How Things Work: Magnetic Induction Cooktops

William Nicoll Feb 27, 2006

When making dinner, do your ingredients come in microwave-ready pouches? Do you prepare dinner in 30 seconds or less? If so, then stop reading. You’re not welcome here.

To the aspiring Food Network personalities out there, I’ve got the secret to great cooking: heat. While everyone enjoys salads and no-bake cookies, there is nothing quite like a warm, well-cooked meal. Things haven’t been the same since the extra-crispy rotisserie mammoth.

In the modern kitchen, the stove has become the tool of choice for our cooking needs. Stoves have a simple goal: convert a readily available form of energy into heat and transfer it to the food. Today’s most readily available sources of energy are electricity and natural gas. But how is that heat transferred?

You are probably familiar with a few forms of stove-top heat transfer. Gas stoves transfer heat through a simple, adjustable flame. Older electric stoves use “resistance heating,” where a metal coil heats up when a current passes through it. Fancy-schmancy households might even have a glass-ceramic stove-top, where infrared radiation is transmitted through a smooth cooking surface to provide heat.
Watch out, cookware: There is a new sheriff in town. His name is induction cooking.

Instead of conducting heat from the cooking surface to the cookware, induction heating utilizes electromagnetism to actually create heat within the cookware. The idea is not that new, actually. Since the early ’90s, the technology has gained increasing acceptance in Japan and Europe. American markets are just warming up to the idea.

Let’s turn up the heat.

If you have been (un)lucky enough to take an elementary physics course lately, you might know how magnetic induction works. If not, here’s the gritty: When an electrical conductor is placed in the presence of a changing magnetic field, electricity is produced in the conductor. This is the same phenomenon exploited in electrical motors and generators.

But how is this useful to cooking? In an induction stove, an electromagnet is placed underneath the cooking surface. When an alternating current runs through the electromagnet, a rapidly changing magnetic field is produced. An electric “eddy” current will be generated in large metal objects above this electromagnet, causing resistance heating. Unlike traditional electric stoves, this resistance heating takes place in the pot itself, not in a heating element underneath.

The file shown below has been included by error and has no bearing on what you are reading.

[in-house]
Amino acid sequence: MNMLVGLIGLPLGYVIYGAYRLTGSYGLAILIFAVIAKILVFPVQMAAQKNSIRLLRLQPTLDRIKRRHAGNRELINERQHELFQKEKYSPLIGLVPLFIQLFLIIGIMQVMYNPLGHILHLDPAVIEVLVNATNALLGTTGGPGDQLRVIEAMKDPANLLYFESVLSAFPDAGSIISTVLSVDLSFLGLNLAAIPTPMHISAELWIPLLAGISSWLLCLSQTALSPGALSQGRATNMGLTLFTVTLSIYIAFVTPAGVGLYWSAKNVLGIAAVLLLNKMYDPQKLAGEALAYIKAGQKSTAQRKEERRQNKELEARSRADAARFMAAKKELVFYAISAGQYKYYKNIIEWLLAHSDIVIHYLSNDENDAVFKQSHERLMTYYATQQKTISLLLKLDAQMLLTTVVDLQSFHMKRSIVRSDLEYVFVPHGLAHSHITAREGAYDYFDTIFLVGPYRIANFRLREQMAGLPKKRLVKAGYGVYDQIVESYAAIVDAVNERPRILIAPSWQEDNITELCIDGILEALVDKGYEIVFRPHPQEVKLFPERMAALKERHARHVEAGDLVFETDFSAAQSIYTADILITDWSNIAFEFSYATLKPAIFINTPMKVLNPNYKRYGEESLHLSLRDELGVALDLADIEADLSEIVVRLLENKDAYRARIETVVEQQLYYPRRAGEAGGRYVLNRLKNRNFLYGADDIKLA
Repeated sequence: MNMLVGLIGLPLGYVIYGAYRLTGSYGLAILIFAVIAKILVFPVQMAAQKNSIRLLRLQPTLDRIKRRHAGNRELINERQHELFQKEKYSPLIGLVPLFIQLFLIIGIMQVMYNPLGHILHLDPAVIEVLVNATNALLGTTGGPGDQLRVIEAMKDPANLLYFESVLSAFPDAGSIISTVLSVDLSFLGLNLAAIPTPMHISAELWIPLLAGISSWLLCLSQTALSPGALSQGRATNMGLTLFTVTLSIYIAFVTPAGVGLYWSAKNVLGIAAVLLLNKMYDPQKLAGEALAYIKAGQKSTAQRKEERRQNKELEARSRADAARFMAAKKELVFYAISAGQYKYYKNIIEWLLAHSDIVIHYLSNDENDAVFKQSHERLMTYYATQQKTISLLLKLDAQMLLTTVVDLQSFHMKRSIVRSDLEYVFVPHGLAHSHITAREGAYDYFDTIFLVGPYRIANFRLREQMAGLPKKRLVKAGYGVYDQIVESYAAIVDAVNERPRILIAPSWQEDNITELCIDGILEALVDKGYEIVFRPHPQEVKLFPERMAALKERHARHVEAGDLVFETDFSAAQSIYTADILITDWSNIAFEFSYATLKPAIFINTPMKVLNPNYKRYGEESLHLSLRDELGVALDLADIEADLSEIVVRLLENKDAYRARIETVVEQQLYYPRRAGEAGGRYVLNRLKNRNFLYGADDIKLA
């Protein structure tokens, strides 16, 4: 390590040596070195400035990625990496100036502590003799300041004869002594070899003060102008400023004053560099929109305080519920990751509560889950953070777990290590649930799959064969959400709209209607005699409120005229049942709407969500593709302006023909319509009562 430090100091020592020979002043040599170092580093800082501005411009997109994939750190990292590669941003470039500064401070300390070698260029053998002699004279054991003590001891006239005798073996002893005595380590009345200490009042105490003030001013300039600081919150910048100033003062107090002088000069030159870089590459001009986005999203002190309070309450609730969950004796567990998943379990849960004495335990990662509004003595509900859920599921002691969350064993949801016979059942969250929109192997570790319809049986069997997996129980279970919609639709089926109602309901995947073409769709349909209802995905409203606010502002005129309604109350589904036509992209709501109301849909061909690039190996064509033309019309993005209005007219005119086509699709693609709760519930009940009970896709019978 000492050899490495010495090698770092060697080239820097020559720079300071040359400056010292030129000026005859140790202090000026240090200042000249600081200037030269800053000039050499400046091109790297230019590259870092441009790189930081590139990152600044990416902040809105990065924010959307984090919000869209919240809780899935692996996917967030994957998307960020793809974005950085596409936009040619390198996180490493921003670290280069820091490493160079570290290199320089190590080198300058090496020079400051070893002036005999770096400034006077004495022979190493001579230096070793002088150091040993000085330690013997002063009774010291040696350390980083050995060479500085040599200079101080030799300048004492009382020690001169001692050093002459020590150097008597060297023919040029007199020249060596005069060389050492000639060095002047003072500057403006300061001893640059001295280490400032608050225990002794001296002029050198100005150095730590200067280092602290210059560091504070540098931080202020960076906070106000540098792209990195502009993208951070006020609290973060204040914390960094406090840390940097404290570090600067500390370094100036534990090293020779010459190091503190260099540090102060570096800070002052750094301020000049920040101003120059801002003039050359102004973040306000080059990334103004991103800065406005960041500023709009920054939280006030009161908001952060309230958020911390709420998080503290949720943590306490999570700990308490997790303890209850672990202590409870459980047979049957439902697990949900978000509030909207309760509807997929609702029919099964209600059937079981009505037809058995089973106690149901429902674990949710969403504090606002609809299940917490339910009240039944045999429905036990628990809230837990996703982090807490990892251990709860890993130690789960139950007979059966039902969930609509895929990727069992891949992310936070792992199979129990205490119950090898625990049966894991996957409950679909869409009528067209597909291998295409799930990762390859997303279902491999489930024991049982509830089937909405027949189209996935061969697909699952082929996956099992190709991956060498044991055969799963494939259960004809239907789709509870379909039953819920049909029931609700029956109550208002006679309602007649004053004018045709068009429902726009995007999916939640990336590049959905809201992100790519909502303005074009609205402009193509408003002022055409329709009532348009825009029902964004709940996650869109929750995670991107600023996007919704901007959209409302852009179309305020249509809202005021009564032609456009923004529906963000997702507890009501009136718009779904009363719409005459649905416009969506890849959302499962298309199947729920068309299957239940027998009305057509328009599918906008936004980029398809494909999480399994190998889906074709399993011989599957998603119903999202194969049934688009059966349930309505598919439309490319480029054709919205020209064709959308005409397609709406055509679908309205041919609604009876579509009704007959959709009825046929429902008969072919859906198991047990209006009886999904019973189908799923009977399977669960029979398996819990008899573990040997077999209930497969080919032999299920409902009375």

This type of heating has important implications for the cook. One of the most startling differences from traditional stoves is that the cooking surface doesn’t get hot! Because heat is only generated in the cookware, you can lay your hand right over the cooking surface and not burn yourself. This is a great advantage for children who don’t follow their parents’ advice.

Another advantage of induction cooking is its responsiveness. This is especially important for chefs, who demand more control over their cooking than the average college student. By varying the strength of the magnetic field, the heat generated in the pot is varied almost instantly. This responsiveness exceeds gas stoves and far exceeds traditional electric stoves.

Induction stoves are also excelling in their efficiency. Because heat is generated right at the surface of the cookware, less heat is lost to the environment. This equates to faster cooking time, cooler kitchens, and lower energy bills. Induction stoves average about 80 percent energy efficiency, compared to about 50 percent efficiency for conventional electric stoves and 30 percent efficiency for gas stoves. In real-life terms, this means the ability to boil water in half the time.

Unfortunately, induction stoves do have a big disadvantage: only ferrous (iron-containing) cookware can be used. This means that only cast-iron and steel pots and pans will work. Cookware made of aluminum, copper, ceramic, or glass will stay cold atop an induction stove. If a magnet can stick to your current cookware, it is “induction ready.” If not, get ready to stock up on stock pots.

As competition heats up in the induction stove market, look for prices to steadily fall. Current models still cost several thousand dollars, but they remain a niche item. If you are shopping for a new stove, don’t miss this hot new item!